Katy Magazine News
April 10, 2019
By Jennifer Miko
A Harmony School student was turned in to the Fort Bend County Sheriff’s Office for texting pictures of a gun and telling another student not to go to school.
Yesterday, a 14-year old male student at the Harmony School, 23400 Grand Corner, Katy, was taken into custody for making a terroristic threat. The young man texted a female classmate a picture of a gun and message that said: “Don’t go to school.” The female student then informed administration.
“When we received this information, we immediately called law enforcement and the student was removed from campus. No weapon was brought to school,” wrote a spokesperson for Harmony Public Schools, a public charter school for grades six to 12.
The student was transported to the Fort Bend County Juvenile Detention Center in Richmond.
“We take every school threat seriously”, said Sheriff Troy Nehls. “I applaud the student who immediately informed her teacher so action could be taken.”
Student Buys Plans Online to Make Gun
The student apparently downloaded instructions online to make the gun using a 3D printer. The cost for the plans - $5. He told investigators that he gave the plans to a friend who printed the gun parts which were eventually super-glued together.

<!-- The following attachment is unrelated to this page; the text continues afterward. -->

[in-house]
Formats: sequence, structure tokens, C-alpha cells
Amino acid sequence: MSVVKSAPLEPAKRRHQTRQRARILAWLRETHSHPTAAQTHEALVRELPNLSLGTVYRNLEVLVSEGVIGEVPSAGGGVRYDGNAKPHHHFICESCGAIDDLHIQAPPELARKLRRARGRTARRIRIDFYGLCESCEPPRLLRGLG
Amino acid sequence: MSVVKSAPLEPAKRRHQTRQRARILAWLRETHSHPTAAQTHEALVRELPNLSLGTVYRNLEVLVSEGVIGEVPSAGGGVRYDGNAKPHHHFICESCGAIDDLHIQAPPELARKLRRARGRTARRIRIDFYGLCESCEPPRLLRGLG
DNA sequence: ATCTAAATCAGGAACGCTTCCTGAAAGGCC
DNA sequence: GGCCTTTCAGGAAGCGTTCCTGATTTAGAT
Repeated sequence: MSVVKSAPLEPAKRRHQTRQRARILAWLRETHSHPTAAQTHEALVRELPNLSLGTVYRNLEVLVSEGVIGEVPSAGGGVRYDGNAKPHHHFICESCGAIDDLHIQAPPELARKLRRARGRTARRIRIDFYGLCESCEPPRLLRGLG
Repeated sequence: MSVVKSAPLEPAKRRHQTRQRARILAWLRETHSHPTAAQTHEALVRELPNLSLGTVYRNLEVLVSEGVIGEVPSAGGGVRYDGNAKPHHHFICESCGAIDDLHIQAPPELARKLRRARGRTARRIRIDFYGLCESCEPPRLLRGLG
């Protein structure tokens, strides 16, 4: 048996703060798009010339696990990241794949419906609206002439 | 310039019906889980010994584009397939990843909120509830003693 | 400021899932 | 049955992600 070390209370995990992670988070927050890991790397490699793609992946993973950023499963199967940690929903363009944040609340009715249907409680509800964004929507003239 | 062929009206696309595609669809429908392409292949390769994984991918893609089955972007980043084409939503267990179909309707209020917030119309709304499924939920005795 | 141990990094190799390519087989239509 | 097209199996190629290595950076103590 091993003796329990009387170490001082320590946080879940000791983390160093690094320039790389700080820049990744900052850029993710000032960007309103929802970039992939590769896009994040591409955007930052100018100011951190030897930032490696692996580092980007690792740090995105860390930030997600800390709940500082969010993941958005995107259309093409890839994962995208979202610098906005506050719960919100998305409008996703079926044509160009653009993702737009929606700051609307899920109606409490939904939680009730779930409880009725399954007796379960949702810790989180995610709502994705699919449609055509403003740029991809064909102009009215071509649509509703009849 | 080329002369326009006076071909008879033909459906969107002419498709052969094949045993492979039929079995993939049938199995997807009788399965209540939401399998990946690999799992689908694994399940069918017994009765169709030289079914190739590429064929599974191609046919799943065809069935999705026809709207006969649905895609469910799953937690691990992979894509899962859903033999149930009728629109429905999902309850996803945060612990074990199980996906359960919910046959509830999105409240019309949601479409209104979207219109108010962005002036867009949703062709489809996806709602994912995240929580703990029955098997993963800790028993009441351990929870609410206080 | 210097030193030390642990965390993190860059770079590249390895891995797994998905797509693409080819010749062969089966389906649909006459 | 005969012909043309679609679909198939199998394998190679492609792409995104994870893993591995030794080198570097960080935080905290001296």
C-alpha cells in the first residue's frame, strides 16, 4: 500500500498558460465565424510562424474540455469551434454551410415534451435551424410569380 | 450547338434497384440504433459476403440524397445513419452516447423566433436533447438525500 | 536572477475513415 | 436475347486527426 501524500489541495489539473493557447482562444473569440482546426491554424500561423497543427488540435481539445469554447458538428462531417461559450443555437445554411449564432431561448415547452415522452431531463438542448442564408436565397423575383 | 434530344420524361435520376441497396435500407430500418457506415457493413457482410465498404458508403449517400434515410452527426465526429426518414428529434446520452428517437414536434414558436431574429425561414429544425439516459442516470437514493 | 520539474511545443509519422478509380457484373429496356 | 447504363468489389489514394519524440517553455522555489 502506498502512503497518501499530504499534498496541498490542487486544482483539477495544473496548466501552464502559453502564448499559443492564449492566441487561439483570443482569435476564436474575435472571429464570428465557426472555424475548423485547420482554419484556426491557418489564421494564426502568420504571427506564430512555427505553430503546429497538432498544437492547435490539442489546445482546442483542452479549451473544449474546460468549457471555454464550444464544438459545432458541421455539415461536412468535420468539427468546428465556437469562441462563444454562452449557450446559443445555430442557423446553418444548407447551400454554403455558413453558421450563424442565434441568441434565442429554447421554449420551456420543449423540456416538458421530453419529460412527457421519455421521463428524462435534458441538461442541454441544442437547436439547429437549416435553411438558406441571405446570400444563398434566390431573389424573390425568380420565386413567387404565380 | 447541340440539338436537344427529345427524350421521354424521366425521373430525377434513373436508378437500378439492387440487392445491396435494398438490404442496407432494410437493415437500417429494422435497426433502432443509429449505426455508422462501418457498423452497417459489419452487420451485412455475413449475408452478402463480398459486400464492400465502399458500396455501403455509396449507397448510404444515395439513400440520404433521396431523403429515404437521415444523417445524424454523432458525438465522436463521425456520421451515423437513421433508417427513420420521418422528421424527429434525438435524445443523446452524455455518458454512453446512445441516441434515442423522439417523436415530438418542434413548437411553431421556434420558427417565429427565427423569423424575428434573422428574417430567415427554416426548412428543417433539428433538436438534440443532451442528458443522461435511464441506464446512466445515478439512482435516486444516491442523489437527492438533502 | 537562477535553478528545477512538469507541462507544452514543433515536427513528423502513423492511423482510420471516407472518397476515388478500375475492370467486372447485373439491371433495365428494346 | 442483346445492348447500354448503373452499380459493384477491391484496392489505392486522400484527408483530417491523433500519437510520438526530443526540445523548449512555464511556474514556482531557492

The parents of the boy in custody gave consent for their son’s room to be searched. Investigators located the gun and determined it wasn’t functional because the trigger and hammer were constructed of solid plastic and could not move.
Although the weapon wasn’t real, Major Chad Norvell, FBCSO, stills warns the public to respond to a threatening situation.
Community Reacts to Incident
Social media responses to the incident revealed a divided community. Some posted their appreciation to the school and law enforcement for responding quickly and protecting their children. Other people posted that the incident was unnecessarily escalated because the gun was fake.
“The threat of a shooting at school is not a joke and is going to be treated seriously every time,” said Norvell. “That’s what parents need to communicate to their kids over and over again.”
Concerns about 3D-printed Guns
The first 3D gun was introduced in 2013 by Cody Wilson, founder of the Texas open source gunsmith organization, Defense Distributed. He published the first plans online for how to print and assemble a gun. In just two days, the files for the “Liberator” were downloaded over 100,000 times.
3D guns and firearms can be created on 3D printers using ABS plastic parts, the same material used to make Legos. However, as technology advances, and 3D metal printing becomes more accessible and affordable, the possibility of creating higher-grade weapons could increase.
Ghost Guns Create Transparency
In general, firearms must be registered to the owner. However, 3D-printed guns do not have serial numbers, making them untraceable by the government. Critics of these “ghost guns” fear that anyone could be armed to commit crimes with them. Without regulation, criminals, mentally unstable individuals, and any age group can create their own firearms.
“At Harmony Public Schools, we are committed to the safety and well-being of all our students. We take this responsibility seriously,” wrote a spokesperson for Harmony Public Schools. "We encourage our families to talk with their children about the importance of reporting suspicious activity."
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